Too much of a good thing? Too many 'healing' cells delays wound healing

July 1, 2013

Like most other things, you can have too much of a good thing when it comes to wound healing, and new research proves it. According to an article published in the July 2013 issue of the Journal of Leukocyte Biology, wound healing can be delayed because the body produces too many mast cells, which normally promote healing. An overabundance of these cells, however, also causes harm by leading to the overproduction of IL-10, which prevents certain white blood cells from reaching the wounded area. The work was conducted in mice with lymphedematous skin, and may one day provide better treatments for elderly individuals with skin ulcers in the lower extremities, for women with upper-extremity wounds following breast cancer surgery, and skin wounds of any type that are not healing as they should.

"Improvement of lymphedema is important for treatment of ," said Makoto Sugaya, M.D., Ph.D., a researcher involved in the work from the Department of Dermatology at the University of Tokyo in Tokyo, Japan. "It is not just fluid retention, but inflammatory cells and cytokines that cause delayed wound healing."

To make this discovery, scientists used two groups of mice. The first group showed severe lymphatic dysfunction. The second group was normal. Researchers administered skin wounds and found that the mice with lymphatic dysfunction showed delayed would healing as compared to the normal mice. Analysis showed that the delayed would healing in the lymphedematous skin is the result of too many and elevated IL-10 expression, both of which can now be therapeutic targets for future drug development.

"Wound healing is something most people take for granted until there's a problem," said John Wherry, Ph.D., Deputy Editor of the Journal of Leukocyte Biology. "However, wound healing is a complex process involving immune as well as non-immune cells and problems that arise can be very serious, even if it started as a minor wound. This report provides an immunological explanation for why some wound healing is delayed, and it ultimately may help set a course for therapies that accelerate wound healing."

Explore further: Enzyme could be the key to aiding wound healing in diabetic and elderly people

More information: Takayuki Kimura, Makoto Sugaya, Andrew Blauvelt, Hitoshi Okochi, and Shinichi Sato. Delayed wound healing due to increased interleukin-10 expression in mice with lymphatic dysfunction. J Leukoc Biol July 2013 94:137-145; doi:10.1189/jlb.0812408

Related Stories

Enzyme could be the key to aiding wound healing in diabetic and elderly people

June 6, 2013
Blocking a crucial enzyme which produces the stress hormone cortisol could lead to improved wound healing. This would be beneficial for patients with diabetes-associated ulcers', elderly patients who have undergone surgery, ...

Breakthrough research discovery to help heal chronic wounds

December 14, 2012
(Medical Xpress)—The University of Queensland researchers have successfully restored wound healing in a model of diabetes paving the way for new treatments for chronic wounds.

Sweat glands play major role in healing human wounds, research shows

November 20, 2012
Turns out the same glands that make you sweat are responsible for another job vital to your health: they help heal wounds.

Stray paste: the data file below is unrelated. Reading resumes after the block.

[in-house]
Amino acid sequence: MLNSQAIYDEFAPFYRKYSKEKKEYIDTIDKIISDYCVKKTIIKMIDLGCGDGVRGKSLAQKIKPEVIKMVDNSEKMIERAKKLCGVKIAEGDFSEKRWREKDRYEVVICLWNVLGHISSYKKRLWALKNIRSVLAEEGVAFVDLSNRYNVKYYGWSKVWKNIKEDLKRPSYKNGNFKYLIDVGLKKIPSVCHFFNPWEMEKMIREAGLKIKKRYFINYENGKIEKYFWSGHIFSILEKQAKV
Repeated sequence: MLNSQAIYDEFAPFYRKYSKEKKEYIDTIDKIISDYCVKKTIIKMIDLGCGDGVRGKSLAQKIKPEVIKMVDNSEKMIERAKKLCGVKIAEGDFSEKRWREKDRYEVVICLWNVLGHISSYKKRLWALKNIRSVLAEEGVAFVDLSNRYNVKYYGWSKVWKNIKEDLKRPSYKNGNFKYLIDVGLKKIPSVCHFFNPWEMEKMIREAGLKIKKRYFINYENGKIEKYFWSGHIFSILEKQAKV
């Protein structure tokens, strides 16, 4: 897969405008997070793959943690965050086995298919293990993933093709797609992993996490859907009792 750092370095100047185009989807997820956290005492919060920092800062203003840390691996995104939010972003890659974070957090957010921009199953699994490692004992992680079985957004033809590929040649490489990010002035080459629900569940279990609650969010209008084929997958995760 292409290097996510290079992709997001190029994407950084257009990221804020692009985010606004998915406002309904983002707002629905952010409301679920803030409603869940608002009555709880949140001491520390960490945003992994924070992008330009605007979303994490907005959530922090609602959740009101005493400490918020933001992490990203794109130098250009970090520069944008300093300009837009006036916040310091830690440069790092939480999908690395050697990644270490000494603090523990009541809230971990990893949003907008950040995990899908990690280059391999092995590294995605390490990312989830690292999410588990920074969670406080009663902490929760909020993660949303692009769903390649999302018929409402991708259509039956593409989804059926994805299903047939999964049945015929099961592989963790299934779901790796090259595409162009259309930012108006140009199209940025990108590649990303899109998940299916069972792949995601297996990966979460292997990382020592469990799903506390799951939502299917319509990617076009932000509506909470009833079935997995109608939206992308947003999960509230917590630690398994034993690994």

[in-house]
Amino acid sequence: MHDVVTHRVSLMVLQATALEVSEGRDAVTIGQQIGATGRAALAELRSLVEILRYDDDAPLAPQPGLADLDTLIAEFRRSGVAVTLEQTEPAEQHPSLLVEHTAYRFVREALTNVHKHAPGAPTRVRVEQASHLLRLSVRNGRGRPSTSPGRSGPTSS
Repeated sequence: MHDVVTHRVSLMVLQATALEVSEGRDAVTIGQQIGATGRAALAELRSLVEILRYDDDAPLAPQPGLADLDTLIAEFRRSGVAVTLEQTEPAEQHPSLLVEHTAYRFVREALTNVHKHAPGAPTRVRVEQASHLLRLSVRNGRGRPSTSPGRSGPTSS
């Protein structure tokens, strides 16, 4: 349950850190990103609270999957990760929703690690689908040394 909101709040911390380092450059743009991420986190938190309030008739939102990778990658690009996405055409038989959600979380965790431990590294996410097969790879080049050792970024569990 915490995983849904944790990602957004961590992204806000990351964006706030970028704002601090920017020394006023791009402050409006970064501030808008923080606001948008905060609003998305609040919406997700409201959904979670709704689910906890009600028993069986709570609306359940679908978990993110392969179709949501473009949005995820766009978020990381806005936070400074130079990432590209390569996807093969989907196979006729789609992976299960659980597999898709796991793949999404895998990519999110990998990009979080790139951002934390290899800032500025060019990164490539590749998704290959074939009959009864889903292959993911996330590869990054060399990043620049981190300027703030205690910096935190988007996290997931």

Growth factor responsible for triggering hair follicle generation during wound healing identified

June 2, 2013
Researchers in the Perelman School of Medicine at the University of Pennsylvania have determined the role of a key growth factor, found in skin cells of limited quantities in humans, which helps hair follicles form and regenerate ...

Recommended for you

Post-stroke patients reach terra firma with new exosuit technology

July 26, 2017
Upright walking on two legs is a defining trait in humans, enabling them to move very efficiently throughout their environment. This can all change in the blink of an eye when a stroke occurs. In about 80% of patients post-stroke, ...

Molecular hitchhiker on human protein signals tumors to self-destruct

July 24, 2017
Powerful molecules can hitch rides on a plentiful human protein and signal tumors to self-destruct, a team of Vanderbilt University engineers found.

Researchers develop new method to generate human antibodies

July 24, 2017
An international team of scientists has developed a method to rapidly produce specific human antibodies in the laboratory. The technique, which will be described in a paper to be published July 24 in The Journal of Experimental ...

New vaccine production could improve flu shot accuracy

July 24, 2017
A new way of producing the seasonal flu vaccine could speed up the process and provide better protection against infection.

A sodium surprise: Engineers find unexpected result during cardiac research

July 20, 2017
Irregular heartbeat—or arrhythmia—can have sudden and often fatal consequences. A biomedical engineering team at Washington University in St. Louis examining molecular behavior in cardiac tissue recently made a surprising ...

Want to win at sports? Take a cue from these mighty mice

July 20, 2017
As student athletes hit training fields this summer to gain the competitive edge, a new study shows how the experiences of a tiny mouse can put them on the path to winning.

0 comments

Please sign in to add a comment. Registration is free, and takes less than a minute. Read more

Click here to reset your password.
Sign in to get notified via email when new comments are made.